The TV world is abuzz with the launch of Patrick Melrose – Sky Atlantic's new drama starring Benedict Cumberbatch. Adapted by David Nicholls, it's based on five novels by writer Edward St Aubyn and boasts a cracking cast.
Here's our guide as to what's what and who's who.
Who is Patrick Melrose?
Patrick Melrose is the central character in five novels by English author Edward St Aubyn published between 1992 and 2011. He’s a man traumatised by childhood abuse at the hands of his father and his epic story also takes in his descent into drug addiction, his father’s death, his relationship with his mother and the fracturing of his life, his faltering friendships and broken marriage.
What books are there?
There are five in total. The first book Never Mind was published in 1992 and is set over the course of one day at a house party in Provence, and includes scenes of a five-year-old boy, Patrick Melrose, being raped by his father. The series charts his life at intermittent periods over the following 35 years – troubled young adulthood; marriage and children and his hugely difficult relationship with his mother.
Who is Edward St Aubyn?
Edward St Aubyn (pictured, below) was born in 1960 in a part of Cornwall where St Aubyns have lived since the Norman conquest. So you can probably tell that he is quite posh: upper-middle class, public school (Westminster), Oxford. He was a heroin addict when he started at Keble College in 1979. His father, Roger, was an Old Etonian, a lieutenant in the Hussars, a surgeon and frustrated musician. His mother, Lorna, was descended from a wealthy American family (their money came from a Cincinnati lard-oil business). He spent much of the 1980s living in New York squandering a large inheritance on drugs. A little bit like the hero of his books…
So, are the books based on real life?
In the words of St Aubyn himself, all the characters in the Melrose novels are “a conflation or an invention” but “some things are too good to mess about with”. St Aubyn has disclosed that he was raped by his father between the age of three and eight and that he was a heroin addict – crucial facts of his life which are mirrored in the story of the fictional Patrick Melrose. In the early 1990s, when he published his third novel Some Hope, he initially avoided interviews. But when he was asked in 1994 if Patrick’s experience of sexual abuse described his own, he said, “Yes. Why not say that?”.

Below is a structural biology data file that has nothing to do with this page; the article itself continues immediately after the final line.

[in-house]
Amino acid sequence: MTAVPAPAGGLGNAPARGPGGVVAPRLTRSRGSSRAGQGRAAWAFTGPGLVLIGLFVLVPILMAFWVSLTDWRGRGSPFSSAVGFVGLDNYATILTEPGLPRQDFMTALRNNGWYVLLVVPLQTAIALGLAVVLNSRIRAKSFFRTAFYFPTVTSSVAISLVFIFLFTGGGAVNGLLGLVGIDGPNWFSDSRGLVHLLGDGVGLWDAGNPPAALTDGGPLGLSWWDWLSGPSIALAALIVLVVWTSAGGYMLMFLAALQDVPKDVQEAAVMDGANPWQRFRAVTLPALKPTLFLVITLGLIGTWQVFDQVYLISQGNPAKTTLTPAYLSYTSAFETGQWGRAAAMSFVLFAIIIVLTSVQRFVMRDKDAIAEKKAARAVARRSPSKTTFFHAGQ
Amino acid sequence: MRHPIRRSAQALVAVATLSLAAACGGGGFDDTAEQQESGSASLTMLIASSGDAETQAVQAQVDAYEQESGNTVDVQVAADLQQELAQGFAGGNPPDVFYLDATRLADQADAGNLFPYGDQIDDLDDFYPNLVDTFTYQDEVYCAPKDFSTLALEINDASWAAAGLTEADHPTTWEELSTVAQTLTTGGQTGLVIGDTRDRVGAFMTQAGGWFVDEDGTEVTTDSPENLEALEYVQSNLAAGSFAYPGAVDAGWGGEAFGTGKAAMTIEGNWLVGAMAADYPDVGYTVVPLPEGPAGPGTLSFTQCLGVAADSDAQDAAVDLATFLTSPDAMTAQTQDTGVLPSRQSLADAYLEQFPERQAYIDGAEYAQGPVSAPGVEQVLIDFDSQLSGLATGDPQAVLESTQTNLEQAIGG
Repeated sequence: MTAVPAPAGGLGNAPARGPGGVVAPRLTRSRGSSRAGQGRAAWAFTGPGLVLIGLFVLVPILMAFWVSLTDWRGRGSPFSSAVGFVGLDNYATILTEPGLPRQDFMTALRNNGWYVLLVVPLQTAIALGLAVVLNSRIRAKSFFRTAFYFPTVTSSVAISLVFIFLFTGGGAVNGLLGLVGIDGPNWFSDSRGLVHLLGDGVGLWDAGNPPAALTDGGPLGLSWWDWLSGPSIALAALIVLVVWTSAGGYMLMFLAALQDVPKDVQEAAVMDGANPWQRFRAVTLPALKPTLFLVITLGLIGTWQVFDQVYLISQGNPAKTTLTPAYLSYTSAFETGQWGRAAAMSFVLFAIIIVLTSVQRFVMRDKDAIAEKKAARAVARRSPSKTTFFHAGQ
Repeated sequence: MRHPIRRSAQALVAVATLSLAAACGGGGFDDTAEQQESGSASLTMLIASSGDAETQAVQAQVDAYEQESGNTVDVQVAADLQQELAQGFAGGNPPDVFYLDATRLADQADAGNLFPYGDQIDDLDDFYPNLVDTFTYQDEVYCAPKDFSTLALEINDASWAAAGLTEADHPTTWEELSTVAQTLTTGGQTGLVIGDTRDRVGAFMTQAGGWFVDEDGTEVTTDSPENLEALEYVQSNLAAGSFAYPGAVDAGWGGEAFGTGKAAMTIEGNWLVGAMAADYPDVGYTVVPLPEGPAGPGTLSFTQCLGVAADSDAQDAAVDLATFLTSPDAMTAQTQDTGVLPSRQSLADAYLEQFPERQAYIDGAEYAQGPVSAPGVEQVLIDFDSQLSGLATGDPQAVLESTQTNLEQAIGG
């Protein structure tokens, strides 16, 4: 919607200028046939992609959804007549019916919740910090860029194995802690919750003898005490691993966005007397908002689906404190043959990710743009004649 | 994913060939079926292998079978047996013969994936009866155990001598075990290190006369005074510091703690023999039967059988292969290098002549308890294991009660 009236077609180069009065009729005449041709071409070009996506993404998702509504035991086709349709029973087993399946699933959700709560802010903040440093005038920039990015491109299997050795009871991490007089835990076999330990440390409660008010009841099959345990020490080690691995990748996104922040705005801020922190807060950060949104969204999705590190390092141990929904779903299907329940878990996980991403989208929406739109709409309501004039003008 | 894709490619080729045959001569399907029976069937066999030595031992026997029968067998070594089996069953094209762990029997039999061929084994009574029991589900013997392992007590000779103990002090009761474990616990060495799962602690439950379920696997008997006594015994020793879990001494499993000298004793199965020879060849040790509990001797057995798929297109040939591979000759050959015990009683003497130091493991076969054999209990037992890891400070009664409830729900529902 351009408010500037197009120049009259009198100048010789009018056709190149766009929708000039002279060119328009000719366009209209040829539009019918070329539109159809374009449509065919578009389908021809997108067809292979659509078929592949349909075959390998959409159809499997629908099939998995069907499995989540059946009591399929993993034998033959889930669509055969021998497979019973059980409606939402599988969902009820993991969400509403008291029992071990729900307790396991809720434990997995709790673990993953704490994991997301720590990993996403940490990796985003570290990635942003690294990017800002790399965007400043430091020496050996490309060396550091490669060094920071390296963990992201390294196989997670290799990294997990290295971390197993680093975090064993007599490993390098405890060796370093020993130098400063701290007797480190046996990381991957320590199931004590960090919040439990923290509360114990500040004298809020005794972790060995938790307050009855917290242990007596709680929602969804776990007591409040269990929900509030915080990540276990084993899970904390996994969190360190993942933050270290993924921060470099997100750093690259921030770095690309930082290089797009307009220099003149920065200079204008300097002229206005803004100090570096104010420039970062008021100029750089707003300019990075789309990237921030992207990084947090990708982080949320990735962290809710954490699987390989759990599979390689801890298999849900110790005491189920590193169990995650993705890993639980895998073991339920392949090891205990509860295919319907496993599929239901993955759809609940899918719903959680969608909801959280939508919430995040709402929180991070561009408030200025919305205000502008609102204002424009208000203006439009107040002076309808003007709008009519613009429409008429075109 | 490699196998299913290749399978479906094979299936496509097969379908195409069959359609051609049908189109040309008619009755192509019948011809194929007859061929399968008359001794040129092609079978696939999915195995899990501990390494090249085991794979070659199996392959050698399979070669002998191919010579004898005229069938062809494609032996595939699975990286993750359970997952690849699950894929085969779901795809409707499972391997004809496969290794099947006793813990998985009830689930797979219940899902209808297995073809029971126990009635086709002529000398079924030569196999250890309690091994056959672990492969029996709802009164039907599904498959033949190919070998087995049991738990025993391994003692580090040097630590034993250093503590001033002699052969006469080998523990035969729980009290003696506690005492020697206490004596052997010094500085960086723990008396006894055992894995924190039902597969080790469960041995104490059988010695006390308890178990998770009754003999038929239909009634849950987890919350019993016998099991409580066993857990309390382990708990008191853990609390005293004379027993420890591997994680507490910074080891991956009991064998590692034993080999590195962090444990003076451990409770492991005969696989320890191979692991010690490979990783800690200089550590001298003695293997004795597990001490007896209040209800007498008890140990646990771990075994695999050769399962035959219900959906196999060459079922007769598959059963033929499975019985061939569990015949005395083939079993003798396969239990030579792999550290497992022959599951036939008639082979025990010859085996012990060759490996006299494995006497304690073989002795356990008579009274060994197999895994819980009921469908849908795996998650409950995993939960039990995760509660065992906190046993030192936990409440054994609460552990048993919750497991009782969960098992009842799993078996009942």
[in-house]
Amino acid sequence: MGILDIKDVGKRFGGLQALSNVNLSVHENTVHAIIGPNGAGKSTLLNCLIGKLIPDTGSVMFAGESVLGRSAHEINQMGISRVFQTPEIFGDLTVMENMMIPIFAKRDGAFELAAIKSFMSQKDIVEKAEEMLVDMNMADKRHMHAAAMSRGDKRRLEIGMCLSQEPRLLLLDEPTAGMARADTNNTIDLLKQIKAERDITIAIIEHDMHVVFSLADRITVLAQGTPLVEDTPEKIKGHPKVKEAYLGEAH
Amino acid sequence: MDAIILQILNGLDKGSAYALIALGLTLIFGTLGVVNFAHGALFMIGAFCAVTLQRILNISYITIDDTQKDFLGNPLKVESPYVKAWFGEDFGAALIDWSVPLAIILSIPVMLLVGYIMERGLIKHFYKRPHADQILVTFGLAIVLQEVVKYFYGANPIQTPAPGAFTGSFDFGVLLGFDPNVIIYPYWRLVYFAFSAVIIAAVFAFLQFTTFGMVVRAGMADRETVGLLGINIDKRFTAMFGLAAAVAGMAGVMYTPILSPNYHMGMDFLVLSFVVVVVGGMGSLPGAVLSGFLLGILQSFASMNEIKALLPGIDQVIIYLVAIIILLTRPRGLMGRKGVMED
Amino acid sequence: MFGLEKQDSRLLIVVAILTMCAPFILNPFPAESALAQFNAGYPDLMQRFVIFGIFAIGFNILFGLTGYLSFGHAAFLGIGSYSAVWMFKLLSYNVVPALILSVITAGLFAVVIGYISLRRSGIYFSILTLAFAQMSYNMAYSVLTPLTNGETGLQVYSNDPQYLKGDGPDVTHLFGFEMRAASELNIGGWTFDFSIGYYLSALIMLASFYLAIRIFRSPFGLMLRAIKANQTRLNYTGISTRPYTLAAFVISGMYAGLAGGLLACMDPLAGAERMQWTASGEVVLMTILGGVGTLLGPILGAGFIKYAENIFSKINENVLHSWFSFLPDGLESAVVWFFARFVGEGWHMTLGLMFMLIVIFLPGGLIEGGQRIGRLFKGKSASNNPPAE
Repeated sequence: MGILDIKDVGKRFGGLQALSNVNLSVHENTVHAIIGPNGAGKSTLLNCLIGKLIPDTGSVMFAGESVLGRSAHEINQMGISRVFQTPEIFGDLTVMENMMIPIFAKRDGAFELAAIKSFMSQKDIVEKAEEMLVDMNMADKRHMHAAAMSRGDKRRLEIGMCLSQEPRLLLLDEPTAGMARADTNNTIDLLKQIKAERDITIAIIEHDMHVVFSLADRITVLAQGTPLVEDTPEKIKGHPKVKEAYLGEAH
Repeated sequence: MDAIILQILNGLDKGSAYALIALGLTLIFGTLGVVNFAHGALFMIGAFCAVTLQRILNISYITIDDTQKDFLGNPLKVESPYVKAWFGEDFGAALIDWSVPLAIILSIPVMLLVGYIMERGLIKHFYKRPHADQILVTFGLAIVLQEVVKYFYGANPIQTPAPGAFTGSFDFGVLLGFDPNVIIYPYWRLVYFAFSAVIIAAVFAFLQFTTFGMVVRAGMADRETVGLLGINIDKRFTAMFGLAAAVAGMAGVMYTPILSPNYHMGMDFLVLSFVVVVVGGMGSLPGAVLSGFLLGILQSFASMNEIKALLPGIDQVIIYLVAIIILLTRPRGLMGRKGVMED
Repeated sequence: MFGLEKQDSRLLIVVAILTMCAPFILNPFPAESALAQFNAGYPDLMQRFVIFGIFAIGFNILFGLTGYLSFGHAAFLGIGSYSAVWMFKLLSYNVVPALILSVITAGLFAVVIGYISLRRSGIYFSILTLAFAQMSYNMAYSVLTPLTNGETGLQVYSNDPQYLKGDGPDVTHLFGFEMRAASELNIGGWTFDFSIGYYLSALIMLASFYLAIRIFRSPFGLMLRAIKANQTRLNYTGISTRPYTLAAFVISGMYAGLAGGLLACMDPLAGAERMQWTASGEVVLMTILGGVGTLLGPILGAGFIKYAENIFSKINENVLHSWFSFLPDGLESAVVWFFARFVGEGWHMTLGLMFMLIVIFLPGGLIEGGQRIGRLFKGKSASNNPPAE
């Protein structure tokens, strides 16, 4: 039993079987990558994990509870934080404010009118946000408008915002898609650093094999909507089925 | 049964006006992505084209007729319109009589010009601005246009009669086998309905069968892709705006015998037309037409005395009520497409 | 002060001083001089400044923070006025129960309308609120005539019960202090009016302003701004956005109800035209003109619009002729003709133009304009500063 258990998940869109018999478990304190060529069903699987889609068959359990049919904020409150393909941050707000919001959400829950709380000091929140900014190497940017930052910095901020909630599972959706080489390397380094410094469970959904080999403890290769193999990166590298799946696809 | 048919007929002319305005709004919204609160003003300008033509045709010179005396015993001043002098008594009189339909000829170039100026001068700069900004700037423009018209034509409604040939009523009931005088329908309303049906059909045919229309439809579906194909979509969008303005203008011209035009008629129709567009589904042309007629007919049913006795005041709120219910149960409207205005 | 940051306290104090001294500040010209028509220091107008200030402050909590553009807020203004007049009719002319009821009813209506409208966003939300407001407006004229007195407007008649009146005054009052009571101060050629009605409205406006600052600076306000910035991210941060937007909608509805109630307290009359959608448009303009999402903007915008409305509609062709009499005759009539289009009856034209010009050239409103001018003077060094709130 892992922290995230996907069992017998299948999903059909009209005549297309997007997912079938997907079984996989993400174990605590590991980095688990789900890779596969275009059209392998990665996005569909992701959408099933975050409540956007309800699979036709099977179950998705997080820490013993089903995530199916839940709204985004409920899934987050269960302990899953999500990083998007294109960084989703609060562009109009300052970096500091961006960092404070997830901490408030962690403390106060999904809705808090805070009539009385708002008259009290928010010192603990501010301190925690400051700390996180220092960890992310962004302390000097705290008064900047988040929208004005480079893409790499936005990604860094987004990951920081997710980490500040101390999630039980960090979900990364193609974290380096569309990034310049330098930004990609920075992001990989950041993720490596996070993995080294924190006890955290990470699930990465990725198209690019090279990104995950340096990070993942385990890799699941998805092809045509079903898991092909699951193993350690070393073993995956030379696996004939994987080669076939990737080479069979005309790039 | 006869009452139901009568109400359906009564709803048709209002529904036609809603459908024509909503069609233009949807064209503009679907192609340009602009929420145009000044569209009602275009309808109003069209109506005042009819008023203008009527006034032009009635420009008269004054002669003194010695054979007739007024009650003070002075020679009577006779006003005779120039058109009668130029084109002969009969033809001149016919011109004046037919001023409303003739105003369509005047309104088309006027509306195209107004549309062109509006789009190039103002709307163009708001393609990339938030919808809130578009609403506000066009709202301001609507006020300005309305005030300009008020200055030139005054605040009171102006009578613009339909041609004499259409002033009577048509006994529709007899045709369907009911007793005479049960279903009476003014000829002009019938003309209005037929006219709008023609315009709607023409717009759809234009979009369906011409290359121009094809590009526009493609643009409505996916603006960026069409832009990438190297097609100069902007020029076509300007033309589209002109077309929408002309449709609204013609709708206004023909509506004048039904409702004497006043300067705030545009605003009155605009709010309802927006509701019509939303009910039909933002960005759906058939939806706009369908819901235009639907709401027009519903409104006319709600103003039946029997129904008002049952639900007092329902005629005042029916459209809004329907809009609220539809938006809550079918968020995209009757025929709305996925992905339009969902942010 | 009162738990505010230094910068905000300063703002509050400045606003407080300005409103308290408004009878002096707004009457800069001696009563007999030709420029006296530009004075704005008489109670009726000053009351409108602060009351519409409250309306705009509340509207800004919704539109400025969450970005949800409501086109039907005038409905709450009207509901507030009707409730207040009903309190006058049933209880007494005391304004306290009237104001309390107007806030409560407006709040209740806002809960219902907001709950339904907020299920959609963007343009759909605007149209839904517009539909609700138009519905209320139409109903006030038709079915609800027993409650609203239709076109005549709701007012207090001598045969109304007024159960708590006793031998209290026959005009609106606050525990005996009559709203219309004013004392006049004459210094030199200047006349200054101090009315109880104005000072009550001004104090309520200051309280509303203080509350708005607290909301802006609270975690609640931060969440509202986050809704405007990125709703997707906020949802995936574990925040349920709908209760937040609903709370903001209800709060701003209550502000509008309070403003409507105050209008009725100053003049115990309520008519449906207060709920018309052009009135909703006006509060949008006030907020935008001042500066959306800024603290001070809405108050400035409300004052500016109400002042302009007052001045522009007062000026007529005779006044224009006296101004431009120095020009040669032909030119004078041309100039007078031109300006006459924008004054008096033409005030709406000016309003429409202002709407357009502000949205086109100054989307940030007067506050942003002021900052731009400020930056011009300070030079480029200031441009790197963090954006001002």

There are real people in the books – Princess Margaret makes an unflattering appearance (St Aubyn really didn’t like her – he did like The Queen apparently, but she isn’t fictionalised). Eleanor Melrose, the fictional mother, has an American family which is modelled closely on Lorna St. Aubyn’s real-life relatives. In the story, an American friend of the family called Anne Moore (played by Indira Varma in the TV adaptation, below) is the one who had an awareness of what was happening to the young boy and is tormented by it. In reality, one of St Aubyn's nannies, a French woman, later confided in him after reading Some Hope. She wrote: “I’ve felt guilty all my life, because I used to hear you down the corridor screaming and I knew it was much, much worse than an ordinary punishment, but I was only 19 and I was so frightened of your father…”
How did St Aubyn deal with his traumas?
St Aubyn had years of psychoanalysis but says that writing is one of the things to have helped him, alongside the kindness of friends. However, he wrote his first book wrapped only in a towel – the trauma of revisiting his experiences causing him to break out in huge sweats. He also vowed before he wrote it to either get a book published – or to kill himself. Fortunately the result was accepted by publishers, although there was resistance from some who were initially put off by the privileged, upper class milieu it chronicles.
What happened to St Aubyn's father?
Roger St Aubyn (whose alter-ego is played by Hugo Weaving, below) did not live to read the Melrose saga. He died in 1986, six years before the publication of Never Mind.
And his mother?
St Aubyn’s mother, Lorna, claimed not to have known about the abuse at the time. After her son opened up about it just prior to the publication of his first book, she allegedly admitted that she too was raped by Roger. She is also said to have supported her son's literary endeavours – and, he claims, was “proud” of him. In later life Lorna became an avid believer in New Age teachings and wrote a number of books about it (titles include Today is a Good Day to Die and The New Age in a Nutshell). In Mother’s Milk, the fourth book in the sequence, Patrick's mother is drawn to New Age philosophy and falls under the spell of a New Age charlatan, signing over her house in France to his Transpersonal Foundation. In later years, Lorna St Aubyn turned the family home in France into a New Age centre, named Le Plan.
And what happened to Edward St Aubyn?
He still lives in London and has published other books, including Dunbar, a prose retelling of Shakespeare’s King Lear. He has also written Lost for Words, a satire on the literary prize giving world. It is perhaps no coincidence that Mother’s Milk was shortlisted for the 2006 Man Booker Prize and lost out…